Early Career
  • How to Make the Shift From Busy to Productive

    Author(s): By Thomas Davis, CRNA, MAE, Lt. Col (ret)

    Let’s agree that we’re all hard working; however, at the end of the day, what do we have to show for it?


    This high-tech 21st century requires that we move faster and process information more rapidly than during any other historic period. The price of stock at Plated, Uber or Amazon attests to the speed read race pace at which we move. Let’s agree that we’re all hard working; however, at the end of the day, what do we have to show for it? All or many of us may grimly discover that we’ve spent the day as busy as a pile of fire ants and as productive as a heap of sawdust. Busy may appear beautiful, but Productive is Queen Bee for a day.

    Are you busy or productive?

    Busy people …

    • Say they have a mission
    • Appear to focus on action
    • Say yes a lot
    • Are easily distracted

    Productive people…

    • Have a written mission and a defined goal
    • Develop a plan and put it into action
    • Say yes as much as possible and always follow through
    • Limit the distractions and commit to achieving results.

    How to make the shift

    Written mission, defined goal  First, commit to itAfter agreeing to a proposal, identify and clarify the intended outcome. For either a long or short-term goal, focus on the published department mission while defining the outcome of the project. No matter what leadership style you opt to use, if you know where you’re headed, and if you keep an eye on the ball, at the end of the day you should have brought all your small tasks to closure and made the projected progress on your long-range projects.

    Plan, action Whether you’re organizing a one-hour meeting or restructuring an entire department, all tasks require a strategic plan with a timeline. Use markers to indicate progress, and then follow your plan. Build clock blocks with specific times for different activities and allow some empty time periods for inserting priority projects. Don’t forget to create time for a needed stretch break, taking a quick jog up the back staircase, eating a healthful power lunch. Start the day by doing a last-minute “block check.”  End the day by reviewing the results.

    Say yes, follow through It’s easy to say yes. In fact, very often it’s easier. “Yes!” means that you have the time and the resources to complete the task or project, or that you can and will get them. To begin an assignment, declutter. Start with a clean desk and an empty waste can. Clear your schedule and the schedules of those you wish to utilize. Be certain that you, or you and the team, are up to the task and if you say yes, mean it. To be fair and honest, if you cannot say yes and follow through, just say no, “…but thank you for asking!”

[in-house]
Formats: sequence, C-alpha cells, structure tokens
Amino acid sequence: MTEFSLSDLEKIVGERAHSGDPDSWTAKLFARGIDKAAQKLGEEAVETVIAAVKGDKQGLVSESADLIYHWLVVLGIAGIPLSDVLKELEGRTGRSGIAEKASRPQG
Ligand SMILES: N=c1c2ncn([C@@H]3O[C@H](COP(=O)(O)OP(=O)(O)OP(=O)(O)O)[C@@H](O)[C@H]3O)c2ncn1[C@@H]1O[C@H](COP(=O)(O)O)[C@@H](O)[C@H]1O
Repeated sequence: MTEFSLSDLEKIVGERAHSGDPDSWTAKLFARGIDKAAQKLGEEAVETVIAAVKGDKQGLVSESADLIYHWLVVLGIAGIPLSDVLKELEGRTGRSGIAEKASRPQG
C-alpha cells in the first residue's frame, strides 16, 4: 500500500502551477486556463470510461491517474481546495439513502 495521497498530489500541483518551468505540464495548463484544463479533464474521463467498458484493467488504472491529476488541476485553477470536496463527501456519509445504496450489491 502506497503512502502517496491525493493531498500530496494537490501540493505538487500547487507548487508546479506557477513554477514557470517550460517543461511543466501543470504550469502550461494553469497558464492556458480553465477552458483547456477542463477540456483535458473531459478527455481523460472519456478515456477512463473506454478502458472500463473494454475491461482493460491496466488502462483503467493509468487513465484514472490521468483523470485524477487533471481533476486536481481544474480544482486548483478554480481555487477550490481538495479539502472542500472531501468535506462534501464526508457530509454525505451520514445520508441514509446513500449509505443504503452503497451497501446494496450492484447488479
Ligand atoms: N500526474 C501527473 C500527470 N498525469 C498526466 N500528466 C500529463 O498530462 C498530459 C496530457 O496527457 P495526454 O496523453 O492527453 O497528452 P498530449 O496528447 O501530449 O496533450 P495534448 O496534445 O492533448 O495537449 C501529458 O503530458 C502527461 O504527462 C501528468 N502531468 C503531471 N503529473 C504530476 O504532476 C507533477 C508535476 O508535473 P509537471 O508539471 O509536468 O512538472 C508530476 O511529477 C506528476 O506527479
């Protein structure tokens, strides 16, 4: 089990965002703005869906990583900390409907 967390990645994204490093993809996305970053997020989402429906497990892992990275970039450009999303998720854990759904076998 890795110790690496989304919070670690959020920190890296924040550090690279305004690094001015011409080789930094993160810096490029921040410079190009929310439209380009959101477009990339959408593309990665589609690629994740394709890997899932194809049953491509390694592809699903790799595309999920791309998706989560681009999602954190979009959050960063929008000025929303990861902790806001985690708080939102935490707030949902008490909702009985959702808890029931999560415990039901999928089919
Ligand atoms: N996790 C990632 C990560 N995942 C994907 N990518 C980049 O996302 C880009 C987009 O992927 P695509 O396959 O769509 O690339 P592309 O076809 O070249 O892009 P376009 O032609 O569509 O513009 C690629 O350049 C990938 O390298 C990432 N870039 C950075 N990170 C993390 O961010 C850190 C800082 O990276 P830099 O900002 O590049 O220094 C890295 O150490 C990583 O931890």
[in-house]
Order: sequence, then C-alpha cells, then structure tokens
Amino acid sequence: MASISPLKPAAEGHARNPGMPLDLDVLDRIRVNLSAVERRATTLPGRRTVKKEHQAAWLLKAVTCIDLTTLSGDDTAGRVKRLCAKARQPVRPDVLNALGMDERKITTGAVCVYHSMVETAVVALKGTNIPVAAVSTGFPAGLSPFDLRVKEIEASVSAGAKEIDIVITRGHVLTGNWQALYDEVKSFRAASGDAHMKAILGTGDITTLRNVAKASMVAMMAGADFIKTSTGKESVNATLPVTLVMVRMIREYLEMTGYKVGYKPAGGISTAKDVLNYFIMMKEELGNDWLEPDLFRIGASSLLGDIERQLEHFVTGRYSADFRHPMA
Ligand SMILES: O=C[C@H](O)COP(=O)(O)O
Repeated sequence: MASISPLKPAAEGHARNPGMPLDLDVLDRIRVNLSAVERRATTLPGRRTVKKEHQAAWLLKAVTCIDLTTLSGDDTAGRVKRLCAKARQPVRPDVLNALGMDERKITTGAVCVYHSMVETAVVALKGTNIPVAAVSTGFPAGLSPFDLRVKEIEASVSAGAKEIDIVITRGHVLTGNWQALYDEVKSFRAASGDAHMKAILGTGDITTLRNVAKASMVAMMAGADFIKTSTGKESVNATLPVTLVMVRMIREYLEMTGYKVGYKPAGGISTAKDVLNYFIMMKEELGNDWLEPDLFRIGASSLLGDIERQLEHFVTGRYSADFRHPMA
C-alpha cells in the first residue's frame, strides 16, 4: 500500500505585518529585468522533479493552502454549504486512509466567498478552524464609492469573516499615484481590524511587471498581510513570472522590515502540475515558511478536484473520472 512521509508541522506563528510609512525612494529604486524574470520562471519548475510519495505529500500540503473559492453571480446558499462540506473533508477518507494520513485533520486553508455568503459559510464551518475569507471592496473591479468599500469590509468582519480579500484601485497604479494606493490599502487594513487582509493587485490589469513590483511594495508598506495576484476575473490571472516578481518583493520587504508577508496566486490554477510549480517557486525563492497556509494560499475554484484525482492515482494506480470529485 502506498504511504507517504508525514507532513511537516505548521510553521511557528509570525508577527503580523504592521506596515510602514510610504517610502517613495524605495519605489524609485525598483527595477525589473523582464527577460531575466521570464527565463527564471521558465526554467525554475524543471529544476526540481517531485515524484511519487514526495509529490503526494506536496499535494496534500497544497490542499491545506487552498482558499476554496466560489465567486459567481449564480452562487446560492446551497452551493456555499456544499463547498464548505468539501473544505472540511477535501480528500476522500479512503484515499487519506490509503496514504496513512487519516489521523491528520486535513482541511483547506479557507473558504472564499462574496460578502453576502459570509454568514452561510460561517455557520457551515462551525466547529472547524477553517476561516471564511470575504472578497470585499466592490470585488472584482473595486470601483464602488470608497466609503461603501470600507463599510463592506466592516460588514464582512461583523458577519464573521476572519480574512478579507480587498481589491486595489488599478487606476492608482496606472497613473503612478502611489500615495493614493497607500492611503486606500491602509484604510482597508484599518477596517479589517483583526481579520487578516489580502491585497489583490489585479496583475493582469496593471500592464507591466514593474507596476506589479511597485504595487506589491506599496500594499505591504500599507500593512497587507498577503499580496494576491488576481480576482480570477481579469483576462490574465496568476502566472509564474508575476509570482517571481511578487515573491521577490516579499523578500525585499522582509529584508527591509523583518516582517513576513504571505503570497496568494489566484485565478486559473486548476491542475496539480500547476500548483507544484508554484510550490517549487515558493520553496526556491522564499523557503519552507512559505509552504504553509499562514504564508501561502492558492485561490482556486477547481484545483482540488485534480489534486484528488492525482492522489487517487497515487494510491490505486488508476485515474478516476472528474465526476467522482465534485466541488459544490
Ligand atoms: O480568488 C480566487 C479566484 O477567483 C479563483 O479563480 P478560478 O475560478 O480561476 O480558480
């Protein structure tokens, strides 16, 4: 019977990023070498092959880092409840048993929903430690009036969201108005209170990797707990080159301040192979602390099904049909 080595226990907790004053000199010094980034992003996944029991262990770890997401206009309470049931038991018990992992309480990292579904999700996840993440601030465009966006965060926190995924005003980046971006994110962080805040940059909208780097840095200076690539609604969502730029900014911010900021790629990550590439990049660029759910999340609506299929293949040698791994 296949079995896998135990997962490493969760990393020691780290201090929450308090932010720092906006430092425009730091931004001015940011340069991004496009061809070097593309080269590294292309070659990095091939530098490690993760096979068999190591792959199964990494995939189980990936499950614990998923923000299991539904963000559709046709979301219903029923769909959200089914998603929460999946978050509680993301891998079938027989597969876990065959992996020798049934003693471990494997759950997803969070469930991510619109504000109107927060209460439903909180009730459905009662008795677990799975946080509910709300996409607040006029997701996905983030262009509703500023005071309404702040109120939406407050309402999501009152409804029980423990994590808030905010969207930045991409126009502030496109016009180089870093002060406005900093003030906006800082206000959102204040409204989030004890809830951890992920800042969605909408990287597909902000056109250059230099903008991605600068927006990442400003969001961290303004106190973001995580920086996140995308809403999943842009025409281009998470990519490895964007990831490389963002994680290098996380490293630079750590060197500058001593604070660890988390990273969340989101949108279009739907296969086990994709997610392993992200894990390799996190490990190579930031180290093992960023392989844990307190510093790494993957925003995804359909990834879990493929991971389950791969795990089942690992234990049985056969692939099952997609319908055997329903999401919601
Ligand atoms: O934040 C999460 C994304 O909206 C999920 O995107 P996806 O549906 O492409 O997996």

Limit distractions, get results In other words, focus. Having the personnel, the tangible resources, scheduled daily clock blocks, and a decluttered mind and work area sets stage for focusing on high production. Now, do one more thing. Put your phone away. Take care of your texts and emails prior to starting the first clock block then turn it off. Turn off the ring-tone. Turn off the alerts. Turn away all the would-be hijackers and tune in to your timeline. Position yourself to see planned results.

    Earn and establish your professional reputation based on what you’ve accomplished, not on how busy you managed to be. To avoid being a top that stays upright by spinning in one place or a whirling dervish that dashes and darts through the day creating more problems than resolutions, design a focused work environment with a plan for action on every project. Thoughtfully use your integrity and talent to follow through so you can finish the day with planned results and a sigh of satisfaction.

    Tom S. Davis, DNAP, CRNA, MAE, is the former Chief of the Division of Nurse Anesthesia at The Johns Hopkins in Baltimore, and former Chief CRNA at (Baylor) Scott and White, Main OR in Temple, TX. Col. Davis, USAF (Ret.), is well-known throughout the Nurse Anesthesia community for his leadership in clinical anesthesia, including developing the first distance education model while on the graduate faculty at Kansas University Medical Center. Recognized for his expertise in team-building across department lines, Tom is a sought-after speaker, educator, author, and leadership trainer. Follow @procrnatom on Twitter.